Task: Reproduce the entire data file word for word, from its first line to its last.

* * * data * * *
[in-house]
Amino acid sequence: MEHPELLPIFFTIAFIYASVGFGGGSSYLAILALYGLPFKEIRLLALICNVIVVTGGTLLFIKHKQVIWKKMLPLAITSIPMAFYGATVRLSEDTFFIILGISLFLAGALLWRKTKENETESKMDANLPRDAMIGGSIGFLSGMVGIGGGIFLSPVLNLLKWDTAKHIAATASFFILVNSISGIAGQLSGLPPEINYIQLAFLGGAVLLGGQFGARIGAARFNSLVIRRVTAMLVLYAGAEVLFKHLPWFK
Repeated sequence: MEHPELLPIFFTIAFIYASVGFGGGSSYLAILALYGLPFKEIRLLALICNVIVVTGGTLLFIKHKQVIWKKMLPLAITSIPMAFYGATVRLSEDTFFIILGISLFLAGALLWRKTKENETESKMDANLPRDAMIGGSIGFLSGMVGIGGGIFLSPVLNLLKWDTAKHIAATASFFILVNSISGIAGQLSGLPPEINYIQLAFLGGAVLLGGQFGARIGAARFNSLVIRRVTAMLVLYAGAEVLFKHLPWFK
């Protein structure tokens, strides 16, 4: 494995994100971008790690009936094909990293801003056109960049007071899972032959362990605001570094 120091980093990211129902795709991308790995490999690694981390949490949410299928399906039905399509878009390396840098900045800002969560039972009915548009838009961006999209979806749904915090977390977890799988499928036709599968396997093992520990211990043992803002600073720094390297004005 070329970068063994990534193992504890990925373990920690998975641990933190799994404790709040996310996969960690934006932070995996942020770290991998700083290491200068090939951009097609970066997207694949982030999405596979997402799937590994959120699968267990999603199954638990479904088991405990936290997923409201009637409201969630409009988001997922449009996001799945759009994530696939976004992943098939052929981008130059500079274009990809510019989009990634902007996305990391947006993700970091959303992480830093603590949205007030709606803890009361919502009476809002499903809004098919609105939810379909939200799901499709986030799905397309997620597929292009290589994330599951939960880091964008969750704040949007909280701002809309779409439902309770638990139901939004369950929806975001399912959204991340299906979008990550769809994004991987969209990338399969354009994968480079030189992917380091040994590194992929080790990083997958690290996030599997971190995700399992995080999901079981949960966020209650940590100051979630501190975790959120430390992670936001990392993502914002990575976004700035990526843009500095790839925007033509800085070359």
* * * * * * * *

[in-house]
Amino acid sequence: MEHPELLPIFFTIAFIYASVGFGGGSSYLAILALYGLPFKEIRLLALICNVIVVTGGTLLFIKHKQVIWKKMLPLAITSIPMAFYGATVRLSEDTFFIILGISLFLAGALLWRKTKENETESKMDANLPRDAMIGGSIGFLSGMVGIGGGIFLSPVLNLLKWDTAKHIAATASFFILVNSISGIAGQLSGLPPEINYIQLAFLGGAVLLGGQFGARIGAARFNSLVIRRVTAMLVLYAGAEVLFKHLPWFK
Repeated sequence: MEHPELLPIFFTIAFIYASVGFGGGSSYLAILALYGLPFKEIRLLALICNVIVVTGGTLLFIKHKQVIWKKMLPLAITSIPMAFYGATVRLSEDTFFIILGISLFLAGALLWRKTKENETESKMDANLPRDAMIGGSIGFLSGMVGIGGGIFLSPVLNLLKWDTAKHIAATASFFILVNSISGIAGQLSGLPPEINYIQLAFLGGAVLLGGQFGARIGAARFNSLVIRRVTAMLVLYAGAEVLFKHLPWFK
């Protein structure tokens, strides 16, 4: 494995994100971008790690009936094909990293801003056109960049007071899972032959362990605001570094 120091980093990211129902795709991308790995490999690694981390949490949410299928399906039905399509878009390396840098900045800002969560039972009915548009838009961006999209979806749904915090977390977890799988499928036709599968396997093992520990211990043992803002600073720094390297004005 070329970068063994990534193992504890990925373990920690998975641990933190799994404790709040996310996969960690934006932070995996942020770290991998700083290491200068090939951009097609970066997207694949982030999405596979997402799937590994959120699968267990999603199954638990479904088991405990936290997923409201009637409201969630409009988001997922449009996001799945759009994530696939976004992943098939052929981008130059500079274009990809510019989009990634902007996305990391947006993700970091959303992480830093603590949205007030709606803890009361919502009476809002499903809004098919609105939810379909939200799901499709986030799905397309997620597929292009290589994330599951939960880091964008969750704040949007909280701002809309779409439902309770638990139901939004369950929806975001399912959204991340299906979008990550769809994004991987969209990338399969354009994968480079030189992917380091040994590194992929080790990083997958690290996030599997971190995700399992995080999901079981949960966020209650940590100051979630501190975790959120430390992670936001990392993502914002990575976004700035990526843009500095790839925007033509800085070359």